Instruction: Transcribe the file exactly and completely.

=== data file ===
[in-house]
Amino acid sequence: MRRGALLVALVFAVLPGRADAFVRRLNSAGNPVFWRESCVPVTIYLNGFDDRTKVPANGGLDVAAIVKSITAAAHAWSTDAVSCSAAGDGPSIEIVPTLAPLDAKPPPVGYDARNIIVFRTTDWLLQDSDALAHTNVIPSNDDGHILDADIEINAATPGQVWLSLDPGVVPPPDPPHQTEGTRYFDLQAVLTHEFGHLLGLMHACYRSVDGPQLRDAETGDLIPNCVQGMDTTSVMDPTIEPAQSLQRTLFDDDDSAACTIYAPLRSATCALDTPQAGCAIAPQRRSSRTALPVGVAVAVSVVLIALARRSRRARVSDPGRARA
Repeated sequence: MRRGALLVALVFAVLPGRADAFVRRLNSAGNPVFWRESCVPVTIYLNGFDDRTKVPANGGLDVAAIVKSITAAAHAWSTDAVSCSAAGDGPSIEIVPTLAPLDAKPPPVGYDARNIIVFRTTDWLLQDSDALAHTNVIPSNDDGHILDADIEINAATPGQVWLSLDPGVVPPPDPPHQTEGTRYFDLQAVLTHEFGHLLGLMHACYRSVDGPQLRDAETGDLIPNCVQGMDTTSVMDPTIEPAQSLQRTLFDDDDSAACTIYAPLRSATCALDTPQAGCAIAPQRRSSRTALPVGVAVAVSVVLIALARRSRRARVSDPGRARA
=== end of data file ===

[in-house]
Amino acid sequence: MRRGALLVALVFAVLPGRADAFVRRLNSAGNPVFWRESCVPVTIYLNGFDDRTKVPANGGLDVAAIVKSITAAAHAWSTDAVSCSAAGDGPSIEIVPTLAPLDAKPPPVGYDARNIIVFRTTDWLLQDSDALAHTNVIPSNDDGHILDADIEINAATPGQVWLSLDPGVVPPPDPPHQTEGTRYFDLQAVLTHEFGHLLGLMHACYRSVDGPQLRDAETGDLIPNCVQGMDTTSVMDPTIEPAQSLQRTLFDDDDSAACTIYAPLRSATCALDTPQAGCAIAPQRRSSRTALPVGVAVAVSVVLIALARRSRRARVSDPGRARA
Repeated sequence: MRRGALLVALVFAVLPGRADAFVRRLNSAGNPVFWRESCVPVTIYLNGFDDRTKVPANGGLDVAAIVKSITAAAHAWSTDAVSCSAAGDGPSIEIVPTLAPLDAKPPPVGYDARNIIVFRTTDWLLQDSDALAHTNVIPSNDDGHILDADIEINAATPGQVWLSLDPGVVPPPDPPHQTEGTRYFDLQAVLTHEFGHLLGLMHACYRSVDGPQLRDAETGDLIPNCVQGMDTTSVMDPTIEPAQSLQRTLFDDDDSAACTIYAPLRSATCALDTPQAGCAIAPQRRSSRTALPVGVAVAVSVVLIALARRSRRARVSDPGRARA